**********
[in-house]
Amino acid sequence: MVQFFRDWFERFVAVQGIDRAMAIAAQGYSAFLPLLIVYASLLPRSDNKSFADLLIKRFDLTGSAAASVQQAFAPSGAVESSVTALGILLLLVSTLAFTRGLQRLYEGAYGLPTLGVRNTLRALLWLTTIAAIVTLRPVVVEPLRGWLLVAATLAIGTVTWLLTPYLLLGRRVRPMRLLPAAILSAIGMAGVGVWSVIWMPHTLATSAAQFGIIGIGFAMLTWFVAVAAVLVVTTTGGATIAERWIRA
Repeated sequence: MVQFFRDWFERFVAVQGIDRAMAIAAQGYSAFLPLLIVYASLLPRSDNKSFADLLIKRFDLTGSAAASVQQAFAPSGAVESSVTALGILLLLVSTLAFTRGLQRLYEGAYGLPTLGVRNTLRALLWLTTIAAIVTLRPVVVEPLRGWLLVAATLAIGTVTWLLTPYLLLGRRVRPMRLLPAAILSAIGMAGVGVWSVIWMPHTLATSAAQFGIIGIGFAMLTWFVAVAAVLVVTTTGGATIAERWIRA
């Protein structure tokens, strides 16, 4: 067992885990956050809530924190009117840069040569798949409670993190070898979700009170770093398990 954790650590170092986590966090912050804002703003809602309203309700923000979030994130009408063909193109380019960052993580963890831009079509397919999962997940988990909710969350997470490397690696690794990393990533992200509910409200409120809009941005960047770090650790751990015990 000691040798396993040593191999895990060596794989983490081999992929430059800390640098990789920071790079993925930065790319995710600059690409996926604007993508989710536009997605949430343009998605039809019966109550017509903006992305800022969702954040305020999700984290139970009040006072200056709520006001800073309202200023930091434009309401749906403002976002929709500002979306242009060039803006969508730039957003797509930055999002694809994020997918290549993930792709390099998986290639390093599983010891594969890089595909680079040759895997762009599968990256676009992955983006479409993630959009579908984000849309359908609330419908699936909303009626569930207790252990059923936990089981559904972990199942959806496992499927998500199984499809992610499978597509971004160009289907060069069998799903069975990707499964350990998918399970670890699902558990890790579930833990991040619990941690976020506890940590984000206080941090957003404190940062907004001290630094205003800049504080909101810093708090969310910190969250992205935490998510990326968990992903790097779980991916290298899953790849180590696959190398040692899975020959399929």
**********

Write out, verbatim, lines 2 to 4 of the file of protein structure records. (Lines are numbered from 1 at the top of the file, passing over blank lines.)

Amino acid sequence: MVQFFRDWFERFVAVQGIDRAMAIAAQGYSAFLPLLIVYASLLPRSDNKSFADLLIKRFDLTGSAAASVQQAFAPSGAVESSVTALGILLLLVSTLAFTRGLQRLYEGAYGLPTLGVRNTLRALLWLTTIAAIVTLRPVVVEPLRGWLLVAATLAIGTVTWLLTPYLLLGRRVRPMRLLPAAILSAIGMAGVGVWSVIWMPHTLATSAAQFGIIGIGFAMLTWFVAVAAVLVVTTTGGATIAERWIRA
Repeated sequence: MVQFFRDWFERFVAVQGIDRAMAIAAQGYSAFLPLLIVYASLLPRSDNKSFADLLIKRFDLTGSAAASVQQAFAPSGAVESSVTALGILLLLVSTLAFTRGLQRLYEGAYGLPTLGVRNTLRALLWLTTIAAIVTLRPVVVEPLRGWLLVAATLAIGTVTWLLTPYLLLGRRVRPMRLLPAAILSAIGMAGVGVWSVIWMPHTLATSAAQFGIIGIGFAMLTWFVAVAAVLVVTTTGGATIAERWIRA
């Protein structure tokens, strides 16, 4: 067992885990956050809530924190009117840069040569798949409670993190070898979700009170770093398990 954790650590170092986590966090912050804002703003809602309203309700923000979030994130009408063909193109380019960052993580963890831009079509397919999962997940988990909710969350997470490397690696690794990393990533992200509910409200409120809009941005960047770090650790751990015990 000691040798396993040593191999895990060596794989983490081999992929430059800390640098990789920071790079993925930065790319995710600059690409996926604007993508989710536009997605949430343009998605039809019966109550017509903006992305800022969702954040305020999700984290139970009040006072200056709520006001800073309202200023930091434009309401749906403002976002929709500002979306242009060039803006969508730039957003797509930055999002694809994020997918290549993930792709390099998986290639390093599983010891594969890089595909680079040759895997762009599968990256676009992955983006479409993630959009579908984000849309359908609330419908699936909303009626569930207790252990059923936990089981559904972990199942959806496992499927998500199984499809992610499978597509971004160009289907060069069998799903069975990707499964350990998918399970670890699902558990890790579930833990991040619990941690976020506890940590984000206080941090957003404190940062907004001290630094205003800049504080909101810093708090969310910190969250992205935490998510990326968990992903790097779980991916290298899953790849180590696959190398040692899975020959399929």